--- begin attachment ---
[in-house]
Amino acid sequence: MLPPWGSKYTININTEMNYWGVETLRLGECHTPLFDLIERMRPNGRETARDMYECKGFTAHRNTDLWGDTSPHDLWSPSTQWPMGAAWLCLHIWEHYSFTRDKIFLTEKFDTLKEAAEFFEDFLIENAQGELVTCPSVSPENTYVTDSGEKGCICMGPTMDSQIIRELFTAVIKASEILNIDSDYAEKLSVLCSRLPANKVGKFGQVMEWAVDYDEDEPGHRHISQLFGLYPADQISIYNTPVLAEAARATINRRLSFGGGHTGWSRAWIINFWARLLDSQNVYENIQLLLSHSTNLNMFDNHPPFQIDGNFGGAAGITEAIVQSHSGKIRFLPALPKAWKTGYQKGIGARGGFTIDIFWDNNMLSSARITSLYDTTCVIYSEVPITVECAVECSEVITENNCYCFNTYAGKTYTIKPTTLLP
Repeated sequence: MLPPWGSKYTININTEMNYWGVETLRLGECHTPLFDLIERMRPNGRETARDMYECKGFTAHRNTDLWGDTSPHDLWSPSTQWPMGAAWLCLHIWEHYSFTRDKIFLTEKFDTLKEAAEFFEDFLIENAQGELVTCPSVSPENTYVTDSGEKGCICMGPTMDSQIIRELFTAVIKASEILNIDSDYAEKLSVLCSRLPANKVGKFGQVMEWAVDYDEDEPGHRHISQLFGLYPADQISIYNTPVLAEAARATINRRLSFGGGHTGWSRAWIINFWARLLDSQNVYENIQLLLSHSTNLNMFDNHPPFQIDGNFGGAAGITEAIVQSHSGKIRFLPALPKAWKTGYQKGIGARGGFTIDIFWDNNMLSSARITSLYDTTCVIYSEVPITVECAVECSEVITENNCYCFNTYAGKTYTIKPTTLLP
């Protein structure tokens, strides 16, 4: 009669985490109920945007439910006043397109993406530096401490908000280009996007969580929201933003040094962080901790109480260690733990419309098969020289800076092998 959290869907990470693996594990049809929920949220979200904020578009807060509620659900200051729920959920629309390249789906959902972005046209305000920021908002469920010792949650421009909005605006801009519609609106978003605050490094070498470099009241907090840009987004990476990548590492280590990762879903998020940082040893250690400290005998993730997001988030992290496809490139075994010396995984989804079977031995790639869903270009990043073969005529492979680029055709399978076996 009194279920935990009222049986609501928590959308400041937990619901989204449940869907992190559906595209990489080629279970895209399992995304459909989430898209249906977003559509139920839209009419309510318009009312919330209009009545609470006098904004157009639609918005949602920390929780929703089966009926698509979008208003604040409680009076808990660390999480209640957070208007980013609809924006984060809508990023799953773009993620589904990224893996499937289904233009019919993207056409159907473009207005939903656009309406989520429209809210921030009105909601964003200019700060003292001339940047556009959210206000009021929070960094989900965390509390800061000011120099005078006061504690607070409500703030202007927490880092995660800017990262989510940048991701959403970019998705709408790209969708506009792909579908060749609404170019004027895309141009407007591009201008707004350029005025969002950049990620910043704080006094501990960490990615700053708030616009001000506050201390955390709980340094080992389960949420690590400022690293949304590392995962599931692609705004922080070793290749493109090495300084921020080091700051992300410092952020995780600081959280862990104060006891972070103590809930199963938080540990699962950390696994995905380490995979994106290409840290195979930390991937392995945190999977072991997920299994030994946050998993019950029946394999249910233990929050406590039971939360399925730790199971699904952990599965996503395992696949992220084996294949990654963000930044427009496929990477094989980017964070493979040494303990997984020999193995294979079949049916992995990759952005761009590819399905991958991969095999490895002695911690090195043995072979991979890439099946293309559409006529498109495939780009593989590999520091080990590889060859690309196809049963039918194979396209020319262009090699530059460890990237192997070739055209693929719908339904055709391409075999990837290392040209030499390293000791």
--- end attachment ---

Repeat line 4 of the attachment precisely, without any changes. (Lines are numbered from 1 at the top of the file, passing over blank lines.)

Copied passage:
């Protein structure tokens, strides 16, 4: 009669985490109920945007439910006043397109993406530096401490908000280009996007969580929201933003040094962080901790109480260690733990419309098969020289800076092998 959290869907990470693996594990049809929920949220979200904020578009807060509620659900200051729920959920629309390249789906959902972005046209305000920021908002469920010792949650421009909005605006801009519609609106978003605050490094070498470099009241907090840009987004990476990548590492280590990762879903998020940082040893250690400290005998993730997001988030992290496809490139075994010396995984989804079977031995790639869903270009990043073969005529492979680029055709399978076996 009194279920935990009222049986609501928590959308400041937990619901989204449940869907992190559906595209990489080629279970895209399992995304459909989430898209249906977003559509139920839209009419309510318009009312919330209009009545609470006098904004157009639609918005949602920390929780929703089966009926698509979008208003604040409680009076808990660390999480209640957070208007980013609809924006984060809508990023799953773009993620589904990224893996499937289904233009019919993207056409159907473009207005939903656009309406989520429209809210921030009105909601964003200019700060003292001339940047556009959210206000009021929070960094989900965390509390800061000011120099005078006061504690607070409500703030202007927490880092995660800017990262989510940048991701959403970019998705709408790209969708506009792909579908060749609404170019004027895309141009407007591009201008707004350029005025969002950049990620910043704080006094501990960490990615700053708030616009001000506050201390955390709980340094080992389960949420690590400022690293949304590392995962599931692609705004922080070793290749493109090495300084921020080091700051992300410092952020995780600081959280862990104060006891972070103590809930199963938080540990699962950390696994995905380490995979994106290409840290195979930390991937392995945190999977072991997920299994030994946050998993019950029946394999249910233990929050406590039971939360399925730790199971699904952990599965996503395992696949992220084996294949990654963000930044427009496929990477094989980017964070493979040494303990997984020999193995294979079949049916992995990759952005761009590819399905991958991969095999490895002695911690090195043995072979991979890439099946293309559409006529498109495939780009593989590999520091080990590889060859690309196809049963039918194979396209020319262009090699530059460890990237192997070739055209693929719908339904055709391409075999990837290392040209030499390293000791």